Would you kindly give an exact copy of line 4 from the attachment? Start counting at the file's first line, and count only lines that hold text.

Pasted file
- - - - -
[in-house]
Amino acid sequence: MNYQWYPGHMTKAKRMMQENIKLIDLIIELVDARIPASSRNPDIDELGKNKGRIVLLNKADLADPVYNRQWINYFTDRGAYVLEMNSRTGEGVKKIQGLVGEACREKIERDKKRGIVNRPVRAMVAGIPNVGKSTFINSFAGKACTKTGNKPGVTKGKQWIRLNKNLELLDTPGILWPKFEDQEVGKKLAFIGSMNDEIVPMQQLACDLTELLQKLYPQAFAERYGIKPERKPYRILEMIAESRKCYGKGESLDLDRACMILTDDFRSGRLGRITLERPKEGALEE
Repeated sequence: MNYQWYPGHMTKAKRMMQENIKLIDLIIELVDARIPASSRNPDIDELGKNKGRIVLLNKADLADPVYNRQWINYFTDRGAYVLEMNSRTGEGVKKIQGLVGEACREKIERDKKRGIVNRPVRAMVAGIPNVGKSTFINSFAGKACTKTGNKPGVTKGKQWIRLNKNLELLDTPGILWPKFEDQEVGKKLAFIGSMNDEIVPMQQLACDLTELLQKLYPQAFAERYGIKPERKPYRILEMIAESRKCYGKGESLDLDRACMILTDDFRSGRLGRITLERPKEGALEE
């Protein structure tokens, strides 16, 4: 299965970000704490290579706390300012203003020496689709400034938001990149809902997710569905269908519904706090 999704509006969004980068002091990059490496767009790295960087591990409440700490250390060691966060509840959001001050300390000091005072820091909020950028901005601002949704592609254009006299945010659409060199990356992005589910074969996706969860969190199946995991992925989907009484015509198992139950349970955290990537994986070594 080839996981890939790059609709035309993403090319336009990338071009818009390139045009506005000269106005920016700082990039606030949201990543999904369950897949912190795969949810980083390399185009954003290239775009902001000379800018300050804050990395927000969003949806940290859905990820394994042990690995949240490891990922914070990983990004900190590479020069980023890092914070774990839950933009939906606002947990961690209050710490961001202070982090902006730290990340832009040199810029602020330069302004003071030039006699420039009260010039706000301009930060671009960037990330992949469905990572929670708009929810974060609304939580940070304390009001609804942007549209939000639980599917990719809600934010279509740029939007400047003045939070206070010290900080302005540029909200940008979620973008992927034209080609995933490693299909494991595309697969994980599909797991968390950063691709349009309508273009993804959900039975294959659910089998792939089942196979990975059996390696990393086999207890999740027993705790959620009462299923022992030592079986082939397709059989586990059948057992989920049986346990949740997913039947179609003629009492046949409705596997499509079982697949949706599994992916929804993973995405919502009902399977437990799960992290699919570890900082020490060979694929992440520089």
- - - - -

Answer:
């Protein structure tokens, strides 16, 4: 299965970000704490290579706390300012203003020496689709400034938001990149809902997710569905269908519904706090 999704509006969004980068002091990059490496767009790295960087591990409440700490250390060691966060509840959001001050300390000091005072820091909020950028901005601002949704592609254009006299945010659409060199990356992005589910074969996706969860969190199946995991992925989907009484015509198992139950349970955290990537994986070594 080839996981890939790059609709035309993403090319336009990338071009818009390139045009506005000269106005920016700082990039606030949201990543999904369950897949912190795969949810980083390399185009954003290239775009902001000379800018300050804050990395927000969003949806940290859905990820394994042990690995949240490891990922914070990983990004900190590479020069980023890092914070774990839950933009939906606002947990961690209050710490961001202070982090902006730290990340832009040199810029602020330069302004003071030039006699420039009260010039706000301009930060671009960037990330992949469905990572929670708009929810974060609304939580940070304390009001609804942007549209939000639980599917990719809600934010279509740029939007400047003045939070206070010290900080302005540029909200940008979620973008992927034209080609995933490693299909494991595309697969994980599909797991968390950063691709349009309508273009993804959900039975294959659910089998792939089942196979990975059996390696990393086999207890999740027993705790959620009462299923022992030592079986082939397709059989586990059948057992989920049986346990949740997913039947179609003629009492046949409705596997499509079982697949949706599994992916929804993973995405919502009902399977437990799960992290699919570890900082020490060979694929992440520089």